The 32D cells exposed to the indicated cytokines were washed with ice-cold PBS containing 0.5 mmol/L PMSF and 0.2 mmol/L NaVO3 and lysed in 500 μL cold buffer I (20 mmol/L HEPES, pH 7.9, 0.2% [vol/vol] Nonidet P-40, 10% [vol/vol] glycerol, 1 mmol/L EDTA, 1 mmol/L EGTA, 1 mmol/L DTT, 0.2 mmol/L NaVO3, 0.5 mmol/L PMSF, 10 μg/mL leupeptin, and 10 μg/mL aprotinin). After incubation on ice for 10 minutes, cell lysates were centrifuged at 14 000 rpm for 10 minutes at 2°C. The pellets were resuspended in 100 μL buffer II, containing 20 mmol/L HEPES (pH 7.9), 20% (vol/vol) glycerol, 420 mmol/L NaCl, 2 mmol/L EDTA, 1.5 mmol/L MgCl2, 0.5 mmol/L DTT, 2 mmol/L NaVO3, 0.5 mmol/L PMSF, 10 μg/mL leupeptin, and 10 μg/mL aprotinin, and incubated for 30 minutes at 4°C. After centrifugation at 14 000 rpm for 20 minutes at 2°C, the supernatant was dialyzed against buffer III (20 mmol/L HEPES [pH 7.9], 20% [vol/vol] glycerol, 100 mmol/L NaCl, 2 mmol/L EDTA, 0.5 mmol/L DTT, 2 mmol/L NaVO3, 0.5 mmol/L PMSF) for 4 hours at 4°C. The DNA mobility shift assay was performed by incubating 10 μg nuclear extract with 1 μg poly(dI-dC) and 20 000 cpm of the end-labeled, double-stranded probe in binding buffer (10 mmol/L Tris [pH 7.5], 20% [vol/vol] glycerol, 50 mmol/L NaCl, 1 mmol/L DTT, and 1 mmol/L EDTA) in a final volume of 20 μL. The binding reaction was incubated for 20 minutes at 25°C. The double-stranded oligonucleotide was 5′-AGA TTT CTA GGA ATT CAA TCC-3′, harboring the consensus binding site for STAT5.27 DNA-protein complexes were run on a 4% nondenaturing polyacrylamide gel carried out in 0.5x Tris-Borate-EDTA buffer. The gel was dried and exposed to film. DNA supershift assays were performed by incubation of the nuclear proteins with a specific antibody directed against STAT5a/b (Santa Cruz Biotechnology, 2 μg each per assay) for 15 minutes at 25°C before the addition of the probe.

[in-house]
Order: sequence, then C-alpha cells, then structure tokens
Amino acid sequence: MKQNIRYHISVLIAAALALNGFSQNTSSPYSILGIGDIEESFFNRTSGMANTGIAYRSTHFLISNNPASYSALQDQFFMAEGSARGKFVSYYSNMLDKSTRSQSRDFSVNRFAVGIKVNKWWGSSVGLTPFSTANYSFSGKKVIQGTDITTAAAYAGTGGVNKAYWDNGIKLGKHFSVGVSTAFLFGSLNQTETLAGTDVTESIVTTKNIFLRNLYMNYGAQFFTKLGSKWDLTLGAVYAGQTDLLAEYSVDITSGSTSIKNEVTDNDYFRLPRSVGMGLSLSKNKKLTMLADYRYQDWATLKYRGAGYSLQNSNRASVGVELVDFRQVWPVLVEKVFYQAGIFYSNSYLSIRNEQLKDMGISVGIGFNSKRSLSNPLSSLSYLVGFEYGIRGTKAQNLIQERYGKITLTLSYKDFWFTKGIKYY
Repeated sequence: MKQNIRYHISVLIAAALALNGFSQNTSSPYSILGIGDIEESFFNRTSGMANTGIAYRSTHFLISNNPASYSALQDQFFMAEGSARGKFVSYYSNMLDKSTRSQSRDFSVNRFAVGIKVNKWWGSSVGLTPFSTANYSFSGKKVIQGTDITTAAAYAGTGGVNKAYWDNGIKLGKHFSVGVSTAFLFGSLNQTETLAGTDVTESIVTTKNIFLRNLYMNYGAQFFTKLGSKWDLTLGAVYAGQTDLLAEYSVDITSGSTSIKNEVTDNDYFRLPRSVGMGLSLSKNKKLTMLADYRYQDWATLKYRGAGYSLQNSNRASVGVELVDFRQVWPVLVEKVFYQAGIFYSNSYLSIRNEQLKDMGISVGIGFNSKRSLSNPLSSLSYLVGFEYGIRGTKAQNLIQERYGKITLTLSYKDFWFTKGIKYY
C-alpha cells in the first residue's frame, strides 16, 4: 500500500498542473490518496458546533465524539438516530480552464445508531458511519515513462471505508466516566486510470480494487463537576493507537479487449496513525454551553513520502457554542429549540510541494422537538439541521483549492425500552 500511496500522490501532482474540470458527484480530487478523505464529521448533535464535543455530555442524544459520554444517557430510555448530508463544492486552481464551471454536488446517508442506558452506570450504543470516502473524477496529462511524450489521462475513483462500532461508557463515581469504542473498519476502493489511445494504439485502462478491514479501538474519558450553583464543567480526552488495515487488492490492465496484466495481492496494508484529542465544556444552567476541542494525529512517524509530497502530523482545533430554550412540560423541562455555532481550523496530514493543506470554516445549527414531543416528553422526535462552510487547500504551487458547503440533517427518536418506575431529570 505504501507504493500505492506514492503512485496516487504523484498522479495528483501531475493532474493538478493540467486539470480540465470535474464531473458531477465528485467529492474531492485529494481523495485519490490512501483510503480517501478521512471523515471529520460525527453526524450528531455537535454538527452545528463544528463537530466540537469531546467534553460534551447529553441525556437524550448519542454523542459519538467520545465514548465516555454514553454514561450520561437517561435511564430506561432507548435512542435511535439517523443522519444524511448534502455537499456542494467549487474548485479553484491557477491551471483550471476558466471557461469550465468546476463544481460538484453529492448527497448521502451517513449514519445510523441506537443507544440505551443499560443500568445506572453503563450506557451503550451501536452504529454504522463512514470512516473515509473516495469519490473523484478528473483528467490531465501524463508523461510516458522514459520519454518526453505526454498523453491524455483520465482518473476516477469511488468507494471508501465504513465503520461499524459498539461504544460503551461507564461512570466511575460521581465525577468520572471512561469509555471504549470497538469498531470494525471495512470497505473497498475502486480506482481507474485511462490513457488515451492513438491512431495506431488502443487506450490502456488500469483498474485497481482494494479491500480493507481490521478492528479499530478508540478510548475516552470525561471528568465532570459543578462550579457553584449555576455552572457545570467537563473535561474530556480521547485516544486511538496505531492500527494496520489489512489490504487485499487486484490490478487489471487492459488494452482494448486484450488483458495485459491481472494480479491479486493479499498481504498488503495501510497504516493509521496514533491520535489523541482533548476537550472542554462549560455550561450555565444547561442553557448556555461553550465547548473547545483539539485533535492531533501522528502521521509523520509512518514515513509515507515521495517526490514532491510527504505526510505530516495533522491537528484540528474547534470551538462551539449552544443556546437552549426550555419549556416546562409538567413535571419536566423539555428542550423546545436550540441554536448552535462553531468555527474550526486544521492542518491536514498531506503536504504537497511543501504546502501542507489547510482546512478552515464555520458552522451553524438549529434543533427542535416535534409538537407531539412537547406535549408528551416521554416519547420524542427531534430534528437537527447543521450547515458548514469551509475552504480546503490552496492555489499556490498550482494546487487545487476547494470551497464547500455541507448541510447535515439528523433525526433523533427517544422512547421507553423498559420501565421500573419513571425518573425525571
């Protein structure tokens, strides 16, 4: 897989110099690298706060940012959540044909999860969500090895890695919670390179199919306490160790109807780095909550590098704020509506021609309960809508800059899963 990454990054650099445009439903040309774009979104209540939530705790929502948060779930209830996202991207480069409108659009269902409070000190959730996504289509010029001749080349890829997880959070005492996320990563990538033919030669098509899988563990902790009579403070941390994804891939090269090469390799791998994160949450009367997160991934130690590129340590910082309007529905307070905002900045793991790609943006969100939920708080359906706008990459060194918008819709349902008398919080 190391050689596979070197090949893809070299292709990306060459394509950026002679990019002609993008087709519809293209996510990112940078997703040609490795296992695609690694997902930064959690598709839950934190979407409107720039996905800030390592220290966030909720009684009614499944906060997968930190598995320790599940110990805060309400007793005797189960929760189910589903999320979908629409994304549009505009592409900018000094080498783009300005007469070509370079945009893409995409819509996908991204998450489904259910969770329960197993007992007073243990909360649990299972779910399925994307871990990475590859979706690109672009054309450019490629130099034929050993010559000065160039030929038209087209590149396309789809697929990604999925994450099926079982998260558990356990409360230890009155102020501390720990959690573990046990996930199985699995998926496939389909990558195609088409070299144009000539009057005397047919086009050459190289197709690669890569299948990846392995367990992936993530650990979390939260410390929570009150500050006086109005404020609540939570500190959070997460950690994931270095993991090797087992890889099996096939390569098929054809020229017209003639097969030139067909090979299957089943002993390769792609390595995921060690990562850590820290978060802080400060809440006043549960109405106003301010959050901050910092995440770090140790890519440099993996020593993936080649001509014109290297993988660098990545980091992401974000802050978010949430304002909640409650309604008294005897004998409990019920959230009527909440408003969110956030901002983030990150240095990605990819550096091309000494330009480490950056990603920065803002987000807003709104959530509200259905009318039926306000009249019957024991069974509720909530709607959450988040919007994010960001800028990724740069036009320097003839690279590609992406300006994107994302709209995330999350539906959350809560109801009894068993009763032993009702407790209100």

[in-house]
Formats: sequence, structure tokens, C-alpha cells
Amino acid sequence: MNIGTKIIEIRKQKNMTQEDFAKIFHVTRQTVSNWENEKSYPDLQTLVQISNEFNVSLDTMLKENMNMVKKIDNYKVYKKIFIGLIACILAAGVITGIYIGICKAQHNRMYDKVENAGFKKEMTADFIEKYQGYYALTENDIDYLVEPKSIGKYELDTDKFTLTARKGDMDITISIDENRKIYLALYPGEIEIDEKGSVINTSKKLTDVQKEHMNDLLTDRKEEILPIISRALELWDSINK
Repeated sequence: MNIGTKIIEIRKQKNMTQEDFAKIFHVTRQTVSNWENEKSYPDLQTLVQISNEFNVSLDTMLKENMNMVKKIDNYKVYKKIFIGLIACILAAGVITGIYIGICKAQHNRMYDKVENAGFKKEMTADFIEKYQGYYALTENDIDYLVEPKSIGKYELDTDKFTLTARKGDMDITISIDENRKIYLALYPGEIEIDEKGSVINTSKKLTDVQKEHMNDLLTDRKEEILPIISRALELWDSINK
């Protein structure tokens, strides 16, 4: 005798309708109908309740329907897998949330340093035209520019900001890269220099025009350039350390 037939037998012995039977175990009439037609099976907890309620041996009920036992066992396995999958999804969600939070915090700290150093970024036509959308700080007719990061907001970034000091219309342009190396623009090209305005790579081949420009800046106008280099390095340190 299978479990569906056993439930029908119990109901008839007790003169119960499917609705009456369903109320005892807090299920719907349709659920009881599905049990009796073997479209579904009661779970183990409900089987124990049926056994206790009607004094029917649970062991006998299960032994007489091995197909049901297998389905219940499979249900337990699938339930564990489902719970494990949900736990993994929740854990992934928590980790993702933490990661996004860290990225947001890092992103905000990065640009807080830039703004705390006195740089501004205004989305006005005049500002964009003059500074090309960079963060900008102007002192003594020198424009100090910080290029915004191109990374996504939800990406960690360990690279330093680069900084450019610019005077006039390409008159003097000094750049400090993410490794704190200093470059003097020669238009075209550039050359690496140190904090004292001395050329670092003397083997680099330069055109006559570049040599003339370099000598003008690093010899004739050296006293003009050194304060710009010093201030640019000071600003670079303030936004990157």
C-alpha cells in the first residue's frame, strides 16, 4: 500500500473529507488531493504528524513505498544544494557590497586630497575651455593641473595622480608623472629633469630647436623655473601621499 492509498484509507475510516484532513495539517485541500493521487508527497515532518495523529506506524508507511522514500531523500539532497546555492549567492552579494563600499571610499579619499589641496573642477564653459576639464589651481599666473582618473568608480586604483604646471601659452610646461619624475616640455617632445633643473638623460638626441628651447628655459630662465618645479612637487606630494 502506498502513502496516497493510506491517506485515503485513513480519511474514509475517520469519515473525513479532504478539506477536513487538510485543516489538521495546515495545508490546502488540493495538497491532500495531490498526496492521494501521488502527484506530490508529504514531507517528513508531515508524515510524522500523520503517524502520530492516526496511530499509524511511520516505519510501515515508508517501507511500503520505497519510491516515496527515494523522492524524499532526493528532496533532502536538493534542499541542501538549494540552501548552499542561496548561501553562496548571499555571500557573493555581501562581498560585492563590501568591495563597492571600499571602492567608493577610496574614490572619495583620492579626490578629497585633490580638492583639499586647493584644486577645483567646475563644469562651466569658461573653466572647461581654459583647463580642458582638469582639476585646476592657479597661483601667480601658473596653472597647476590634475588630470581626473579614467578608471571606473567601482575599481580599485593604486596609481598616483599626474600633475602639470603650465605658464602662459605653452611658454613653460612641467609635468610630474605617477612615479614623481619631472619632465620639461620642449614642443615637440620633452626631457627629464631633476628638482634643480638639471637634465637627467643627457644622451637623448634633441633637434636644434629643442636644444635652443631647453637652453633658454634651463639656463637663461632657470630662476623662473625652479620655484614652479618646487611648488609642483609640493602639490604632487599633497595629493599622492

Clonal growth in methylcellulose